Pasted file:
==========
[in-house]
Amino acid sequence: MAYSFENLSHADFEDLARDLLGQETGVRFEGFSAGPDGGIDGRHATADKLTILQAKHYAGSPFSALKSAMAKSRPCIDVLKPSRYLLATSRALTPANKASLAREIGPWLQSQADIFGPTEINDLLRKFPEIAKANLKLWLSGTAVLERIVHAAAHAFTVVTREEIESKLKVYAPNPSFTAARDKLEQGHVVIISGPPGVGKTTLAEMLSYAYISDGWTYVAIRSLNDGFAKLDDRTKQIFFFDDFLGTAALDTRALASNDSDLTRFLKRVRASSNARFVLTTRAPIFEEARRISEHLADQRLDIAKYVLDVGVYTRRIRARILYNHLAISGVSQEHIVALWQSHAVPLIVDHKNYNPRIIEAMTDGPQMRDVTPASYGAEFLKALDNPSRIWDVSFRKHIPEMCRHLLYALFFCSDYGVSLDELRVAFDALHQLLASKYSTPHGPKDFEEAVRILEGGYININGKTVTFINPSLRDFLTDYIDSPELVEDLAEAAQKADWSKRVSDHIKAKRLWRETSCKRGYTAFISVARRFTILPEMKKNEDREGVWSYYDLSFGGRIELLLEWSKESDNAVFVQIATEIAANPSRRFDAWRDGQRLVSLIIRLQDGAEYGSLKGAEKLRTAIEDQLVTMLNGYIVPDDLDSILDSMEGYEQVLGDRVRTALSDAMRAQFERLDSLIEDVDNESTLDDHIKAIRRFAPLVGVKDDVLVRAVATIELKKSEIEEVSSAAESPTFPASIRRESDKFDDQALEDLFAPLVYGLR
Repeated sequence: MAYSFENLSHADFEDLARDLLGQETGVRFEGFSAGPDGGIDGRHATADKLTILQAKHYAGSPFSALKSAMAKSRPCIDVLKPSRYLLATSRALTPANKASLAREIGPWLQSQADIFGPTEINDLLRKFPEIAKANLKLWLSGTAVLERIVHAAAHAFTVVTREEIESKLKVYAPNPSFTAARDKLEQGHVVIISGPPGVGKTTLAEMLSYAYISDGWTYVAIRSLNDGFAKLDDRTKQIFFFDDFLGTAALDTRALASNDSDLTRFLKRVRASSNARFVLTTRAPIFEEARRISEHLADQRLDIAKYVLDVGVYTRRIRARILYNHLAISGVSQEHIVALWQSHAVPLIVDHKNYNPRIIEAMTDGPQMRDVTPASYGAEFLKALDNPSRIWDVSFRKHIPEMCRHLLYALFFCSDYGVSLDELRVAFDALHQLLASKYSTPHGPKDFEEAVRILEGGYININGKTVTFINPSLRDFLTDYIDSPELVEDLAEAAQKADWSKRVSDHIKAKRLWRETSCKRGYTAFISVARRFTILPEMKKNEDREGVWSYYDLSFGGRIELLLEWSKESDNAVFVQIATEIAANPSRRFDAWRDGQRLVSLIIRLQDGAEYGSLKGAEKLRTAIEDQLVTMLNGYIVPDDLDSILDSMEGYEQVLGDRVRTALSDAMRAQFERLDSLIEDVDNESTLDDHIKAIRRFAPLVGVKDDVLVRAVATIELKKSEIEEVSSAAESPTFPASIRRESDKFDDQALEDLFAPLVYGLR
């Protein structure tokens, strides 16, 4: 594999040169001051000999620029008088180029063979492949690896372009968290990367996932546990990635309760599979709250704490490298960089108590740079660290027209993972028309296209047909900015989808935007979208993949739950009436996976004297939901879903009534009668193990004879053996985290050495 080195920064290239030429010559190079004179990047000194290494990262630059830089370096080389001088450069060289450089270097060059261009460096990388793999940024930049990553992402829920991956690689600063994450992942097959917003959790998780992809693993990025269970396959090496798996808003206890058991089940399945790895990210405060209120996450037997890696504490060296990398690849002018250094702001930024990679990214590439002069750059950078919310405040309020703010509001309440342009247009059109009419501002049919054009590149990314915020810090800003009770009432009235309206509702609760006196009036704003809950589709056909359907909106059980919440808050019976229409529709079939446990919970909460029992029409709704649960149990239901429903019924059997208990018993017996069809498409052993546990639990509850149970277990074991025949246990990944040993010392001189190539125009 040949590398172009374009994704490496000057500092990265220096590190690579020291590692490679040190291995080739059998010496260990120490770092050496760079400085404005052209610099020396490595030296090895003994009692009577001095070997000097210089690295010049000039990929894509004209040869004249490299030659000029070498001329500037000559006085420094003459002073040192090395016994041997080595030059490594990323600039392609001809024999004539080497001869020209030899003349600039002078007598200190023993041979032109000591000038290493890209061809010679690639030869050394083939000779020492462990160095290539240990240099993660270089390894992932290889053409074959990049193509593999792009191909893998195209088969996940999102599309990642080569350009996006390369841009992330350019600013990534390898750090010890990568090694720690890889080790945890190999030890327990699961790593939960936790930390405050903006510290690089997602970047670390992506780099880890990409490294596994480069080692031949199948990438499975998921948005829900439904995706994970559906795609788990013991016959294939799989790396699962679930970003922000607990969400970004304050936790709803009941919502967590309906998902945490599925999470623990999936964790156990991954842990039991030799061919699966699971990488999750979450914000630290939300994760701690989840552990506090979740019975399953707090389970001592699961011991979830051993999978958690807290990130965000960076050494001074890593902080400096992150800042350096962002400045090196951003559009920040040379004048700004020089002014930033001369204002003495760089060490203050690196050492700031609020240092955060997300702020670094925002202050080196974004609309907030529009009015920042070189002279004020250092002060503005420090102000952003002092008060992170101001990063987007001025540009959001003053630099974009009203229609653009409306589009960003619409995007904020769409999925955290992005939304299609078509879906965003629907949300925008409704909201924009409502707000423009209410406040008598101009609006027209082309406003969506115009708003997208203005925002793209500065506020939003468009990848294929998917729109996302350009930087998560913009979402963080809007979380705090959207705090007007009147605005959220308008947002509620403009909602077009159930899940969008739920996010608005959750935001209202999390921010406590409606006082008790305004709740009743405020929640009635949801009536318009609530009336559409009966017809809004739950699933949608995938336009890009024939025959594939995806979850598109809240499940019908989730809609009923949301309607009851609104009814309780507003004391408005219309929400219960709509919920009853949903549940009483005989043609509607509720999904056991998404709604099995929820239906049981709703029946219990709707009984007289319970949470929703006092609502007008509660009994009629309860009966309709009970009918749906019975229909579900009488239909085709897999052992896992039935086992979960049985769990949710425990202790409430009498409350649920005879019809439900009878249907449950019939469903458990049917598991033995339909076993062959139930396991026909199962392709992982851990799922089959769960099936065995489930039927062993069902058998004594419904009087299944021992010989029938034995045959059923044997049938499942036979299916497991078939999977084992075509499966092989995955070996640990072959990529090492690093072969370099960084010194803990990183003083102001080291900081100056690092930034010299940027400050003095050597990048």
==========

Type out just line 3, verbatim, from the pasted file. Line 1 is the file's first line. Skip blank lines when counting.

Repeated sequence: MAYSFENLSHADFEDLARDLLGQETGVRFEGFSAGPDGGIDGRHATADKLTILQAKHYAGSPFSALKSAMAKSRPCIDVLKPSRYLLATSRALTPANKASLAREIGPWLQSQADIFGPTEINDLLRKFPEIAKANLKLWLSGTAVLERIVHAAAHAFTVVTREEIESKLKVYAPNPSFTAARDKLEQGHVVIISGPPGVGKTTLAEMLSYAYISDGWTYVAIRSLNDGFAKLDDRTKQIFFFDDFLGTAALDTRALASNDSDLTRFLKRVRASSNARFVLTTRAPIFEEARRISEHLADQRLDIAKYVLDVGVYTRRIRARILYNHLAISGVSQEHIVALWQSHAVPLIVDHKNYNPRIIEAMTDGPQMRDVTPASYGAEFLKALDNPSRIWDVSFRKHIPEMCRHLLYALFFCSDYGVSLDELRVAFDALHQLLASKYSTPHGPKDFEEAVRILEGGYININGKTVTFINPSLRDFLTDYIDSPELVEDLAEAAQKADWSKRVSDHIKAKRLWRETSCKRGYTAFISVARRFTILPEMKKNEDREGVWSYYDLSFGGRIELLLEWSKESDNAVFVQIATEIAANPSRRFDAWRDGQRLVSLIIRLQDGAEYGSLKGAEKLRTAIEDQLVTMLNGYIVPDDLDSILDSMEGYEQVLGDRVRTALSDAMRAQFERLDSLIEDVDNESTLDDHIKAIRRFAPLVGVKDDVLVRAVATIELKKSEIEEVSSAAESPTFPASIRRESDKFDDQALEDLFAPLVYGLR